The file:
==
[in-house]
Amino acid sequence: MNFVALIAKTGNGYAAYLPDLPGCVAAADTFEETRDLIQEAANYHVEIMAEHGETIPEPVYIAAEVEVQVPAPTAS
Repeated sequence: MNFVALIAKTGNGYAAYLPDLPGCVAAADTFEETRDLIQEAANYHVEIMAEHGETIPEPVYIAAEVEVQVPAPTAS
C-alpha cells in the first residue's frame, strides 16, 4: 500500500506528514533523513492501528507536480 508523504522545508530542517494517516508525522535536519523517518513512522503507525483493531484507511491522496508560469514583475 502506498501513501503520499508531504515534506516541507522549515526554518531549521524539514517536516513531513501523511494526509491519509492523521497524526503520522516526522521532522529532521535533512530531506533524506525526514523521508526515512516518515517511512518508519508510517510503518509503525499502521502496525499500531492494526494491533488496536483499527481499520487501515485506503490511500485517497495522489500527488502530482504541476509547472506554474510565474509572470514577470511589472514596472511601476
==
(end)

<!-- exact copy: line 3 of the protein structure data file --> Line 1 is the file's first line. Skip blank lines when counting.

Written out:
Repeated sequence: MNFVALIAKTGNGYAAYLPDLPGCVAAADTFEETRDLIQEAANYHVEIMAEHGETIPEPVYIAAEVEVQVPAPTAS